Effective and positive school cultures do not happen by accident-they are created by “resonant” leaders who employ emotional intelligence to motivate and nurture their faculty (Boyatzis & Mckee, 2005). Such leaders are always attuned to themself and the people and world around them (Boyatzis & McKee, 2005, p.112). They have a clear understanding of their visions and direct all actions toward achieving the vision of the organization (Nanus, 1992, p.14). They mindfully recognize their own strengths and attract competent people to enhance the organization’s capabilities towards collaborative achievement of goals. Without having the capability of being able to manage their own emotions, leaders cannot successfully manage and lead others (Goleman, Boyatzis, & Mckee, 2002, p.46). To lead schools successfully resonant leaders, cultivate trusting, engaged, and energized relationships with their faculty and others around them (Goleman, Boyatzis, & Mckee, 2002). It is not wrong to say that there is a direct relationship between the school leadership and the performance and satisfaction of its faculty and students.
In one of the school’s I worked in, the new school head who took over the school lacked the quality of being mindful of his environment. He was very capable and came with very high qualifications and credentials, yet he could not inspire the faculty to contribute to his vision. His ‘tunnel vision’ towards his goal, prevented him from seeing the early warnings of the problems (Golman, Boyatzis & Mckee, 2002, p. 128). He failed to acknowledge the existing culture of the organization and hence was unsuccessful is implementing the course of action he desired. A successful leader should not only be talented but also should also be emotionally intelligent and possess interpersonal skills that catalyse resonance.
Resonant school leaders are awake, aware and attentive (Golman, Boyatzis & Mckee, 2002, p. 116). They know who they are and how to stay focused on their True North (George & Simms, 2007, p.8). Besides being clear and consistent about their goals, they are also careful to the human and social environment around them to be able to generate more accurate ideas of what is going on in the true sense. Such leaders do not miss the culture phenomenon that exist ‘below the surface’ to understand the mind-set and frames of people in the school (Schein, 2010, p.14).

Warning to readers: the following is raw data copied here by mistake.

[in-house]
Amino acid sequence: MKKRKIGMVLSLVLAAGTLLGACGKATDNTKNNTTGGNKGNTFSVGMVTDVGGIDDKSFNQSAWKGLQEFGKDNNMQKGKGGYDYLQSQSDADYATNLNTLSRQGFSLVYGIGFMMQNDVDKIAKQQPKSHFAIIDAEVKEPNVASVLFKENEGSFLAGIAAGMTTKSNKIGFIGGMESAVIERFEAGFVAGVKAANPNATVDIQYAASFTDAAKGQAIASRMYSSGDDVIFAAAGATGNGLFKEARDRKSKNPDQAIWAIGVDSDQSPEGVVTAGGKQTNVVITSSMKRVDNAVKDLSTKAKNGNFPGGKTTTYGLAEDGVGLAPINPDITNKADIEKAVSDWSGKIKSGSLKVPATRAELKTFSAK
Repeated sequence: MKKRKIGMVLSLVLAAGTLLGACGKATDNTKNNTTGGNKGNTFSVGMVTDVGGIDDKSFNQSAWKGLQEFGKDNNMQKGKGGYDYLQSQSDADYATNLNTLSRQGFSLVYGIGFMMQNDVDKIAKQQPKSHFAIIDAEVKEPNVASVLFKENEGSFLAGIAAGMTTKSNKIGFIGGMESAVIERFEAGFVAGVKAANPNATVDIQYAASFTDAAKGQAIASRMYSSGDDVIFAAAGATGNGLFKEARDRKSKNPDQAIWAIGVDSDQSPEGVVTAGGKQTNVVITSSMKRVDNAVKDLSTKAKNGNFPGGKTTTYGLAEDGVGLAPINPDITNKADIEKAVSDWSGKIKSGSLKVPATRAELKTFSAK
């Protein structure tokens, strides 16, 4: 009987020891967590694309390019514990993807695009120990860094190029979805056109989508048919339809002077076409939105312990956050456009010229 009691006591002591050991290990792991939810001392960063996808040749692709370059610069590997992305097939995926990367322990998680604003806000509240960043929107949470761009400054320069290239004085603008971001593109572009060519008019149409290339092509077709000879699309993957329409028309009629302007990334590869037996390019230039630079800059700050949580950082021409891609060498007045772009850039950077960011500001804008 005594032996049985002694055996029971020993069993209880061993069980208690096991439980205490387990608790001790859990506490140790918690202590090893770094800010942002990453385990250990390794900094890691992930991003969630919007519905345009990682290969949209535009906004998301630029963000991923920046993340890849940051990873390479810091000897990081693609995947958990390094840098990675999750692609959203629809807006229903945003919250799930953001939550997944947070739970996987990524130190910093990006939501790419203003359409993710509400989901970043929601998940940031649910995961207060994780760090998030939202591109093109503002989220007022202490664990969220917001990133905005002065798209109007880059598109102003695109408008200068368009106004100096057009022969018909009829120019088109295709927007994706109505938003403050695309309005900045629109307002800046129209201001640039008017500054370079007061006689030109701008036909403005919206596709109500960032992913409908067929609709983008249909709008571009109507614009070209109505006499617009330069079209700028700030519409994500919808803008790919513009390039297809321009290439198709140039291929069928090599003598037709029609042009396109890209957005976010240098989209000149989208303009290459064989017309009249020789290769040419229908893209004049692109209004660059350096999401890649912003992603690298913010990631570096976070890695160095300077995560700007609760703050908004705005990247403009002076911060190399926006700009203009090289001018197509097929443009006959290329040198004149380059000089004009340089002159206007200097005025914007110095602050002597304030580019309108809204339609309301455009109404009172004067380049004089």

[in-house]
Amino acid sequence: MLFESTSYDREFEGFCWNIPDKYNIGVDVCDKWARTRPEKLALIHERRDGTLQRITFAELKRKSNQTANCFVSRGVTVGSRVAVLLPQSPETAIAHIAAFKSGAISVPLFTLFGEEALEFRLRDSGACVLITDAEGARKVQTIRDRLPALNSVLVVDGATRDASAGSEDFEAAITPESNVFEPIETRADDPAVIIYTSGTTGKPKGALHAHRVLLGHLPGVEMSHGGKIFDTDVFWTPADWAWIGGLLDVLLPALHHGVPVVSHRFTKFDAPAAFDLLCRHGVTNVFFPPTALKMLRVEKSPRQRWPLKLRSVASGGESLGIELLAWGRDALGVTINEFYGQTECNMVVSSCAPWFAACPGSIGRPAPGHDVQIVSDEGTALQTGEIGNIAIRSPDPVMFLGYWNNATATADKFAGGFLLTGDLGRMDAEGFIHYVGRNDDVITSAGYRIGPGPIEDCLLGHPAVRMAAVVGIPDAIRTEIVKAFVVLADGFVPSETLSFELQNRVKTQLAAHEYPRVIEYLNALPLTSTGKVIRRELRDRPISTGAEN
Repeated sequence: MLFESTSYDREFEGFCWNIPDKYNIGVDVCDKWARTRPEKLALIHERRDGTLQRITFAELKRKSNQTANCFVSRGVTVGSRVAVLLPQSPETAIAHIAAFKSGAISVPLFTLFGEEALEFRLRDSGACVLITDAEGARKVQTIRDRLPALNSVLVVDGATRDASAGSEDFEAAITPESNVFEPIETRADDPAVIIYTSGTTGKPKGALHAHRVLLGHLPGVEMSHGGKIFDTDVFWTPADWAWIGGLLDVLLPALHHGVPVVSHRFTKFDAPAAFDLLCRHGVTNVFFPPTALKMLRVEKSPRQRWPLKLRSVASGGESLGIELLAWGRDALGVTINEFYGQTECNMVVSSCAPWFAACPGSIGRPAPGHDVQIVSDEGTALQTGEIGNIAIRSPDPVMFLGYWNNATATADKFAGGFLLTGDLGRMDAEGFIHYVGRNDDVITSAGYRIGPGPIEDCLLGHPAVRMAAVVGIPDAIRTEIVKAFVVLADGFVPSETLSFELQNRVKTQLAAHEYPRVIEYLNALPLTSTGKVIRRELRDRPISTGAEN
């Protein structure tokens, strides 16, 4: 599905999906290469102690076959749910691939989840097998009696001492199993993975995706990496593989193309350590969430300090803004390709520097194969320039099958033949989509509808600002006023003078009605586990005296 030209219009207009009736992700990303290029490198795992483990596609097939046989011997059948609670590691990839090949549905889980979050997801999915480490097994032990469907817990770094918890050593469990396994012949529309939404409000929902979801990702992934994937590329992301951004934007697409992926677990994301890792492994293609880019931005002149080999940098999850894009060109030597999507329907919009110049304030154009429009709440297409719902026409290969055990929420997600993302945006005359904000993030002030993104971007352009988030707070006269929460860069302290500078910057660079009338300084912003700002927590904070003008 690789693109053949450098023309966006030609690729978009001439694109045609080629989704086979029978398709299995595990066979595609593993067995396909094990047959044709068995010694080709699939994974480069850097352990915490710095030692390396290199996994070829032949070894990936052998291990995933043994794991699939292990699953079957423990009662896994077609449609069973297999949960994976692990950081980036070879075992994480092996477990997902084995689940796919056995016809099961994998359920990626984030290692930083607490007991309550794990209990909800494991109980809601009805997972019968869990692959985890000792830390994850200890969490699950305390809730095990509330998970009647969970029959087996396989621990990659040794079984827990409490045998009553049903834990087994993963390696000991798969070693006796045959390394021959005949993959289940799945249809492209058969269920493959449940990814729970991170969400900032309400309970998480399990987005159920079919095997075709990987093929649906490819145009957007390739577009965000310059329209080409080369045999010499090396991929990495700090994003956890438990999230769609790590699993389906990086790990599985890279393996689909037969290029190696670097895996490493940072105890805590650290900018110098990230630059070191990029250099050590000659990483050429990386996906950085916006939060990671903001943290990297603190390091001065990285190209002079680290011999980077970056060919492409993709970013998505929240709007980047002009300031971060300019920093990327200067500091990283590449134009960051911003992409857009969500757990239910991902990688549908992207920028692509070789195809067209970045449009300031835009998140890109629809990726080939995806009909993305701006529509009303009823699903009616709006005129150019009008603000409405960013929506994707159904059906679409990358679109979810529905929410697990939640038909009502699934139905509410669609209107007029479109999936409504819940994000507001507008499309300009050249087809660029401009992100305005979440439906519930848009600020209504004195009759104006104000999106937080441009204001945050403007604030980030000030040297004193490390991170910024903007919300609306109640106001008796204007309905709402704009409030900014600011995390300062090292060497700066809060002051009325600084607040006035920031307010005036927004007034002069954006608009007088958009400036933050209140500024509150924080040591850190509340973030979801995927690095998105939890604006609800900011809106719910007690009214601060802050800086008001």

Leaders who read their world this way are more likely to avoid uninformed, bad decisions (Boyatzis & Mckee, 2002, p. 123). Such leaders welcome change as an opportunity for growth rather than an obstacle to be overcome, and they lead people through the uncertainty of a changing society. They ‘walk their talk’, and in doing so create a level of trust that allows others to follow. They are both the guardian and reformers of the educational system, and they ensure that all groups are engaged in a common goal and moving in the same direction.
Author: Farha Saulat (Education Specialist, The Hearth Education Advisors)
- Boyatzis, R., & McKee, A. (2005) Resonant Leadership: Renewing Yourself and Connecting With Others Through Mindfulness, Hope and Compassion. Boston, MA: Harvard Business School Press.
- George, B. with Simms, P. (2007). “The Journey to Leadership.” In True North, San Francisco, CA: John Wiley & Sons, Inc.
- Goleman, D., Boyatzis, R., & McKee, A. (2002). Primal Leadership: Realizing the Power of Emotional Intelligence. Boston: Harvard Business School Press.
- Nanus, B. (1992). Visionary Leadership: Creating a Compelling Sense of Direction for Your Organization, “Vision the Key to Leadership,” (pp. 3-19 first paragraph); “Properties of a Good Vision,” pp. 21-33, San Francisco, CA: Jossey-Bass Publishers.
- Schein, E. H. (2010). Organizational culture and leadership (Vol. 2). Wiley.com.